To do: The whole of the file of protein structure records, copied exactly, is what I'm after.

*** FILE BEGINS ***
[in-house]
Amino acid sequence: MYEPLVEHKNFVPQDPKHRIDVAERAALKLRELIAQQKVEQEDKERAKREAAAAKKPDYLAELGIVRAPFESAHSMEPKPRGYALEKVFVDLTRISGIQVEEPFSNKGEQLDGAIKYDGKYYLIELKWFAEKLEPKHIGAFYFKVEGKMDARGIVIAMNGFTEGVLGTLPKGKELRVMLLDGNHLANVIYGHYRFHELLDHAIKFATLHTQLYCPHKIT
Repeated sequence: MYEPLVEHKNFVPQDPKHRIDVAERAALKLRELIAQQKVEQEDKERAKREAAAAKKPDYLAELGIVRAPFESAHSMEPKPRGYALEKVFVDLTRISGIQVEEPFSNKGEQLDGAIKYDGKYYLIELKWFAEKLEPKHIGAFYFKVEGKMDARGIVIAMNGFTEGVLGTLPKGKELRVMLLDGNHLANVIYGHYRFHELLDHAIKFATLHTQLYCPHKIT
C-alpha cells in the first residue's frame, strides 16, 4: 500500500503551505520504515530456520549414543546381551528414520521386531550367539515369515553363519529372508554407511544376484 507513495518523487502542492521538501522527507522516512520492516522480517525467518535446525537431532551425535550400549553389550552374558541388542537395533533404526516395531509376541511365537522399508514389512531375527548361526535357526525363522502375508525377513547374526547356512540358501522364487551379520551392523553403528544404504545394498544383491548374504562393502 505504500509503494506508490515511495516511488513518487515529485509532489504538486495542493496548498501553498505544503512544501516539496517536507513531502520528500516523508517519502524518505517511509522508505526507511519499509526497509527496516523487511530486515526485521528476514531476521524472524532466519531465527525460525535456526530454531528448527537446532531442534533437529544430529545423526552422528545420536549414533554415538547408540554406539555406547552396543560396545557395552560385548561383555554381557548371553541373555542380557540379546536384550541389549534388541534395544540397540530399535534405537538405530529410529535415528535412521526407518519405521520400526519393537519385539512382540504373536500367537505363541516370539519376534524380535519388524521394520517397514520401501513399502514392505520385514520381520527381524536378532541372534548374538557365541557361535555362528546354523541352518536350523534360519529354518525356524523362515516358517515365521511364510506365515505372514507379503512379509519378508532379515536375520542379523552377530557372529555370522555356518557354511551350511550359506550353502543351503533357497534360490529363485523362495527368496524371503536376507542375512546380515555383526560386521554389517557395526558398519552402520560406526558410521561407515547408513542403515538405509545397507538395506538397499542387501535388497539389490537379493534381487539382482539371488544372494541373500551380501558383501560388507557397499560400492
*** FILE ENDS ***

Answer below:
[in-house]
Amino acid sequence: MYEPLVEHKNFVPQDPKHRIDVAERAALKLRELIAQQKVEQEDKERAKREAAAAKKPDYLAELGIVRAPFESAHSMEPKPRGYALEKVFVDLTRISGIQVEEPFSNKGEQLDGAIKYDGKYYLIELKWFAEKLEPKHIGAFYFKVEGKMDARGIVIAMNGFTEGVLGTLPKGKELRVMLLDGNHLANVIYGHYRFHELLDHAIKFATLHTQLYCPHKIT
Repeated sequence: MYEPLVEHKNFVPQDPKHRIDVAERAALKLRELIAQQKVEQEDKERAKREAAAAKKPDYLAELGIVRAPFESAHSMEPKPRGYALEKVFVDLTRISGIQVEEPFSNKGEQLDGAIKYDGKYYLIELKWFAEKLEPKHIGAFYFKVEGKMDARGIVIAMNGFTEGVLGTLPKGKELRVMLLDGNHLANVIYGHYRFHELLDHAIKFATLHTQLYCPHKIT
C-alpha cells in the first residue's frame, strides 16, 4: 500500500503551505520504515530456520549414543546381551528414520521386531550367539515369515553363519529372508554407511544376484 507513495518523487502542492521538501522527507522516512520492516522480517525467518535446525537431532551425535550400549553389550552374558541388542537395533533404526516395531509376541511365537522399508514389512531375527548361526535357526525363522502375508525377513547374526547356512540358501522364487551379520551392523553403528544404504545394498544383491548374504562393502 505504500509503494506508490515511495516511488513518487515529485509532489504538486495542493496548498501553498505544503512544501516539496517536507513531502520528500516523508517519502524518505517511509522508505526507511519499509526497509527496516523487511530486515526485521528476514531476521524472524532466519531465527525460525535456526530454531528448527537446532531442534533437529544430529545423526552422528545420536549414533554415538547408540554406539555406547552396543560396545557395552560385548561383555554381557548371553541373555542380557540379546536384550541389549534388541534395544540397540530399535534405537538405530529410529535415528535412521526407518519405521520400526519393537519385539512382540504373536500367537505363541516370539519376534524380535519388524521394520517397514520401501513399502514392505520385514520381520527381524536378532541372534548374538557365541557361535555362528546354523541352518536350523534360519529354518525356524523362515516358517515365521511364510506365515505372514507379503512379509519378508532379515536375520542379523552377530557372529555370522555356518557354511551350511550359506550353502543351503533357497534360490529363485523362495527368496524371503536376507542375512546380515555383526560386521554389517557395526558398519552402520560406526558410521561407515547408513542403515538405509545397507538395506538397499542387501535388497539389490537379493534381487539382482539371488544372494541373500551380501558383501560388507557397499560400492